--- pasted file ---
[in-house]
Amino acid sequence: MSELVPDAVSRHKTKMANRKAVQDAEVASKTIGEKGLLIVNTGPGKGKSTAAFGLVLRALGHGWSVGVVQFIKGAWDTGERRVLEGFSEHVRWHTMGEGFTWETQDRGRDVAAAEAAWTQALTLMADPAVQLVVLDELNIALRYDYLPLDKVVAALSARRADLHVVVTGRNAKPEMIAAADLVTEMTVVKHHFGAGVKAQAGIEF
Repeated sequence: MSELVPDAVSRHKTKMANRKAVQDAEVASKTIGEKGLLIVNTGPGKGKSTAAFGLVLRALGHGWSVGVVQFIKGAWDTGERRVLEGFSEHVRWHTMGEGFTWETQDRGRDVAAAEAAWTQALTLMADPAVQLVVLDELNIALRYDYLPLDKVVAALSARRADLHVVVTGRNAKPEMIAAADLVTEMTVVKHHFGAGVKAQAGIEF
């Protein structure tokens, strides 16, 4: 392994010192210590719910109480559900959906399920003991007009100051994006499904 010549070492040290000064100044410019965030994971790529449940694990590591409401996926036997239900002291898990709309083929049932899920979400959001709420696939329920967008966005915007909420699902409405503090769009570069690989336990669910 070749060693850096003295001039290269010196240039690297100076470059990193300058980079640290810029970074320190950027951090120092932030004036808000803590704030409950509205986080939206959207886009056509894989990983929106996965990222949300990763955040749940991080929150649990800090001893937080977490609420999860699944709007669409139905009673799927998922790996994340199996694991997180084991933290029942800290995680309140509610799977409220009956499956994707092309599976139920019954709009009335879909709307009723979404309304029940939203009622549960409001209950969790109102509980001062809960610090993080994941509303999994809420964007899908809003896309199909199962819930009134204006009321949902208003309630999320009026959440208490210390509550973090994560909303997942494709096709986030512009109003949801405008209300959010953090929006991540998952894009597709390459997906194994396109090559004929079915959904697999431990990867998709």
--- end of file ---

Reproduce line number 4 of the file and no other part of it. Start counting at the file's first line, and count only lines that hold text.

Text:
């Protein structure tokens, strides 16, 4: 392994010192210590719910109480559900959906399920003991007009100051994006499904 010549070492040290000064100044410019965030994971790529449940694990590591409401996926036997239900002291898990709309083929049932899920979400959001709420696939329920967008966005915007909420699902409405503090769009570069690989336990669910 070749060693850096003295001039290269010196240039690297100076470059990193300058980079640290810029970074320190950027951090120092932030004036808000803590704030409950509205986080939206959207886009056509894989990983929106996965990222949300990763955040749940991080929150649990800090001893937080977490609420999860699944709007669409139905009673799927998922790996994340199996694991997180084991933290029942800290995680309140509610799977409220009956499956994707092309599976139920019954709009009335879909709307009723979404309304029940939203009622549960409001209950969790109102509980001062809960610090993080994941509303999994809420964007899908809003896309199909199962819930009134204006009321949902208003309630999320009026959440208490210390509550973090994560909303997942494709096709986030512009109003949801405008209300959010953090929006991540998952894009597709390459997906194994396109090559004929079915959904697999431990990867998709």